Art by Bethany Garrison
Curiosity has informed the way I practice. I believe in a “yes, and…” approach that allows you to explore without judgement. As your therapist, it is more impactful for me to help you heal than it is to “fix” you. The truth is that there aren’t easy fixes, but a commitment to the hard work of healing has proven to be a more effective method of treatment for my clients. I don’t have all of the answers, but the answers often reveal themselves as we collaborate to uncover more about who and what you are.
While I may have the tools to guide you through your exploration, I’m also on the same journey. I, too, engage in weekly therapy and mentorship, and have for years. I have found it remarkably healing and enriching. I am of better service to my clients when I also prioritize my mental health.
My practice is open to people of all identities, socio-political affiliations, and socioeconomic statuses. I operate with an understanding that our differences must be acknowledged and celebrated, especially in an environment that requires intense vulnerability. While it isn’t your responsibility to teach me, I am open to learning and hope, in turn, that increased understanding will enhance the depth of our relationship.
Think of me as your co-pilot on life's turbulent expedition.
Visit my Psychology Today profile for more information about my specialties, qualifications, and credidations.
Service and curiosity have been consistent themes in my career. From my experience in the U.S. Coast Guard to my 10+ years in nursing (ER and ICU), international mission service, mental health professorship, and now my practice as a psychiatric mental health nurse practitioner, I’ve intended to serve my communities with humility, compassion, and curiosity.
After responding to the terror attacks on September 11th, 2001 with the U.S. Coast Guard, I wondered how my peers — and our nation — would respond to such intense trauma. We were afraid, angry, and impulsive — all expected and appropriate responses to trauma. I wanted to learn how to manage those responses in order to heal, or at least intentionally move forward.
As an Emergency Room and ICU nurse, I was confronted with a similar, existential question: how and why do humans respond to trauma? How do we treat a 35-year-old husband who has instantly lost his wife to complications of an undiscovered cancer? Because he needs treatment, too. In the end, I found that physical ailments often required more clearly defined “fixes'' than the psychosocial ones.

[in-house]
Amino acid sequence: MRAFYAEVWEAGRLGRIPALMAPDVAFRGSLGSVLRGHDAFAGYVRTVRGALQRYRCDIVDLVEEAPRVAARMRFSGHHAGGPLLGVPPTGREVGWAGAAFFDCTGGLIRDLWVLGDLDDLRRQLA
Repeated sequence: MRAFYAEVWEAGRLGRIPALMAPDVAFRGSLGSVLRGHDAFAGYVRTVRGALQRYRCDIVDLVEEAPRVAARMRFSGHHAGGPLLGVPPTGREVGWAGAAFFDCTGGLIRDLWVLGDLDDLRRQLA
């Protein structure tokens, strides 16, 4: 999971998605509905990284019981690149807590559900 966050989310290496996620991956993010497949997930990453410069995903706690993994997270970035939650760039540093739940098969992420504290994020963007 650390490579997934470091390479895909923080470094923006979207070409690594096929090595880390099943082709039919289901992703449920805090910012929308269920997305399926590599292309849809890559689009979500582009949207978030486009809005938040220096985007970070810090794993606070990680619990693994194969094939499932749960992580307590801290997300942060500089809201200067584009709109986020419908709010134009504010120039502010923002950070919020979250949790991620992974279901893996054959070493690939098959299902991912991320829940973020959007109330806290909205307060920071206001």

Most of us who suffer from psychological distress find yourself relieving patterns of this distress. There is often great fear that these patterns will continue throughout life. Life's circumstances and biological attributes may predispose us to or reinforce some of these patterns but it is possible to alter them. So much of our suffering is related to the stories we tell ourselves e.g., "I'm always going to be anxious." or "My depression keeps me from doing..." Though we may on occasion still feel anxiety, depression, or other distress, it is possible to suffer much less from them by reframing our stories, to allow the emotional experience to reveal its message and then allow it to pass. With effective therapy and treatment, clients should experience less stress less often.
I can use the Diagnostic and Statistical Manual of Mental Disorders (DSM) to diagnose particular symptoms and am often compelled to by insurance requirements. Some clients find great benefit in having a label for the challenges of their lived experiences and some find a diagnosis to be a burden or a challenge to their actualization. I am cautious to use diagnostic labels to help clients heal. It's worth noting that psychiatric diagnostics are merely a label to describe a set of symptoms and do not explain the origin of our challenges, symptoms and sufferings nor do they dictate treatment.